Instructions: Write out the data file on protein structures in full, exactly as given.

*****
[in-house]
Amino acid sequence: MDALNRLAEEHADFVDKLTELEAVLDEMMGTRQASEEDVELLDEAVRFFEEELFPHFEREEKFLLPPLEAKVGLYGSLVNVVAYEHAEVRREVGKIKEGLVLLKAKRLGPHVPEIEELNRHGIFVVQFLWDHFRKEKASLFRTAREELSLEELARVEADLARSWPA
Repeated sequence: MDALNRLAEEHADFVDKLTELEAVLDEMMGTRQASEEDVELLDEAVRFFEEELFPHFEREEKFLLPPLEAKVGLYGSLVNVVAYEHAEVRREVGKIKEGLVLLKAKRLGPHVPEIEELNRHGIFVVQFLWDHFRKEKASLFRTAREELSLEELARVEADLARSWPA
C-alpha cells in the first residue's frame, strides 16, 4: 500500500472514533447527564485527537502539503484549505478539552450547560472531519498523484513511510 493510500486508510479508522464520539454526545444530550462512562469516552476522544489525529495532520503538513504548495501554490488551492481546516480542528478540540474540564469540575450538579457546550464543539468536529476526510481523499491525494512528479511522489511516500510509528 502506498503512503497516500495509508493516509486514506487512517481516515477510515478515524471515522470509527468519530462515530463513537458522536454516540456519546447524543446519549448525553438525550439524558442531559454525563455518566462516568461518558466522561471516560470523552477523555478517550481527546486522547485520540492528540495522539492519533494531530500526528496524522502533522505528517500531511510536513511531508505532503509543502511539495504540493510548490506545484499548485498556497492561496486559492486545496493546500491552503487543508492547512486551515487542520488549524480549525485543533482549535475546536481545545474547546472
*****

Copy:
[in-house]
Amino acid sequence: MDALNRLAEEHADFVDKLTELEAVLDEMMGTRQASEEDVELLDEAVRFFEEELFPHFEREEKFLLPPLEAKVGLYGSLVNVVAYEHAEVRREVGKIKEGLVLLKAKRLGPHVPEIEELNRHGIFVVQFLWDHFRKEKASLFRTAREELSLEELARVEADLARSWPA
Repeated sequence: MDALNRLAEEHADFVDKLTELEAVLDEMMGTRQASEEDVELLDEAVRFFEEELFPHFEREEKFLLPPLEAKVGLYGSLVNVVAYEHAEVRREVGKIKEGLVLLKAKRLGPHVPEIEELNRHGIFVVQFLWDHFRKEKASLFRTAREELSLEELARVEADLARSWPA
C-alpha cells in the first residue's frame, strides 16, 4: 500500500472514533447527564485527537502539503484549505478539552450547560472531519498523484513511510 493510500486508510479508522464520539454526545444530550462512562469516552476522544489525529495532520503538513504548495501554490488551492481546516480542528478540540474540564469540575450538579457546550464543539468536529476526510481523499491525494512528479511522489511516500510509528 502506498503512503497516500495509508493516509486514506487512517481516515477510515478515524471515522470509527468519530462515530463513537458522536454516540456519546447524543446519549448525553438525550439524558442531559454525563455518566462516568461518558466522561471516560470523552477523555478517550481527546486522547485520540492528540495522539492519533494531530500526528496524522502533522505528517500531511510536513511531508505532503509543502511539495504540493510548490506545484499548485498556497492561496486559492486545496493546500491552503487543508492547512486551515487542520488549524480549525485543533482549535475546536481545545474547546472